The National Institutes of Health announced today it is launching what it calls the Environmental Influences on Child Health Outcomes (ECHO) study, a seven-year initiative aimed at better understanding the impacts of environmental factors like air pollution, stress, sleep, and diet on childhood health and disease — from the womb through adolescence. The study will track tens of thousands of children, the agency has said, with the goal of identifying links between certain environmental exposures and cognitive and nervous system development, respiratory function, obesity, and other health outcomes.
The NIH has awarded $157 million to a coordinated web of clinics, hospitals and research centers to bring the program online in 2016. The money will be used to enroll more than 50,000 children drawn from existing cohort studies, and from “diverse racial, geographic and socioeconomic backgrounds,” the agency noted in a press release – adding that the ECHO program “will analyze existing data as well as follow the children over time.”
The ECHO funding will also be used to create a central coordinating center at Duke University, and a data analysis group at Johns Hopkins University. Other laboratories, researchers and NIH programs have also received awards to support ECHO, including NIH’s Institutional Development Awards program, tasked with building out pediatric clinics in rural, underserved areas.
ECHO is an ambitious undertaking and many will see it as a rebooting of the NIH’s now-infamous National Children’s Study. In 2014, that long-term, multibillion-dollar health study — which was supposed to track the health of 100,000 children from before birth to the age of 21 — was shut down after more than a decade of failed attempts to get off the ground. An investigation published by Undark last May explored the reasons why:
[T]he NCS was canceled … after a 14-year history during which it burned through $1.3 billion in taxpayer dollars without generating much in the way of useful information. The study’s collapse barely registered with the national media, and unlike other major taxpayer-funded failures that have become political bludgeons on Capitol Hill, reaction in Washington has been muted. But the study’s collapse left a bitter legacy of anger and frustration among those who worked on the NCS for years, only to see their efforts wasted on a bungled enterprise that critics say went nowhere and accomplished nothing. Sources interviewed for this story gave a range of reasons for the study’s demise: deep scientific divisions over how it should have been carried out, partisan bickering, and even charges of deliberate dissembling over just how much such study would ultimately cost, to name just a few.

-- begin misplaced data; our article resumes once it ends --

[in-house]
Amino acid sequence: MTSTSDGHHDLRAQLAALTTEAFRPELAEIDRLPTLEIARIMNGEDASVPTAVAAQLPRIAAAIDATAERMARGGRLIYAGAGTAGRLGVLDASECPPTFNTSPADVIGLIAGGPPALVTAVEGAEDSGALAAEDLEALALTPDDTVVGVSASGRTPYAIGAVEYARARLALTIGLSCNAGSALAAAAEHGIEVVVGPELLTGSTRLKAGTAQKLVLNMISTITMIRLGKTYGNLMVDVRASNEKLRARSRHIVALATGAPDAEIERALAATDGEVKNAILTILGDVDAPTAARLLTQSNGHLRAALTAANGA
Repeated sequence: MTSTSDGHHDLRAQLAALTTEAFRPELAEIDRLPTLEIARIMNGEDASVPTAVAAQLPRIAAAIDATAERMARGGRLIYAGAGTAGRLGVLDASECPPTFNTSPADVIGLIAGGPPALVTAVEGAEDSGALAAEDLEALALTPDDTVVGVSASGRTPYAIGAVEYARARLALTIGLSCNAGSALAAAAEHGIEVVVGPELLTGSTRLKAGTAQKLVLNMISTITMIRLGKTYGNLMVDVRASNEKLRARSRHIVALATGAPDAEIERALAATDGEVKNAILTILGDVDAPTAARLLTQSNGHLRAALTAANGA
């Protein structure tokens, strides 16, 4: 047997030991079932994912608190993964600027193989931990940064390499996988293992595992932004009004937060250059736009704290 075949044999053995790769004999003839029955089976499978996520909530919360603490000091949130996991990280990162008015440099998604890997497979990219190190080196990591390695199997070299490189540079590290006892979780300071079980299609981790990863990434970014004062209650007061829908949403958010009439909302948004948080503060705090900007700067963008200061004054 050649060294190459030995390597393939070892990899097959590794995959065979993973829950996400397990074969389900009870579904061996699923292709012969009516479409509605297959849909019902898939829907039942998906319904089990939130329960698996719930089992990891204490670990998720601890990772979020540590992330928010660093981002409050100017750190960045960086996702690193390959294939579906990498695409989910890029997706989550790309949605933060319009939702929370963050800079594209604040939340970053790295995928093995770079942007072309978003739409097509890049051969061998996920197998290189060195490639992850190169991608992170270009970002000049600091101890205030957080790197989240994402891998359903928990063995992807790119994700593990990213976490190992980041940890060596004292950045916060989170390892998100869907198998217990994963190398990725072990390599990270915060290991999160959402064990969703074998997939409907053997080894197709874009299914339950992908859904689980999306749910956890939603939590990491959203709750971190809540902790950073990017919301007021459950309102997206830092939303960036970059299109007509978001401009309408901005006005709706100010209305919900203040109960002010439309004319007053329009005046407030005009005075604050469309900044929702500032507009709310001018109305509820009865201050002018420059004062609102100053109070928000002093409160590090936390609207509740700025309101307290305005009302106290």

“There is no single factor that led to the failure of the NCS to achieve its goals, but rather a persistent set of challenges facing the design, management, and costs of the study,” said Francis Collins, director of the NIH, in an email message defending his decision to terminate the program.
Still, many critics say those challenges were a result of dysfunctional management, an ever-shifting set of objectives, and even lack of support at the highest levels of the National Institutes of Health.
The NIH admits to some overlap between ECHO and NCS, but promises that the populations, support and technology needed to pull off the initiative are now in place.
“The underlying concepts, the scientific concepts, remain, and that is about early environmental influences on child health outcomes,” said Matthew Gillman, an epidemiologist and ECHO’s director. “But really, the organizations, the study designs, the people involved are quite different. I must say that I spend very little time thinking about the National Children’s Study.”
“We’ve all given a great amount of thought to that in the past and recognized its strengths and its many limitations,” Gillman added, “and I think we’ve moved quite a bit beyond that.”
This post has been updated to clarify that ECHO program will be drawing its target population of 50,000 children from existing cohort studies.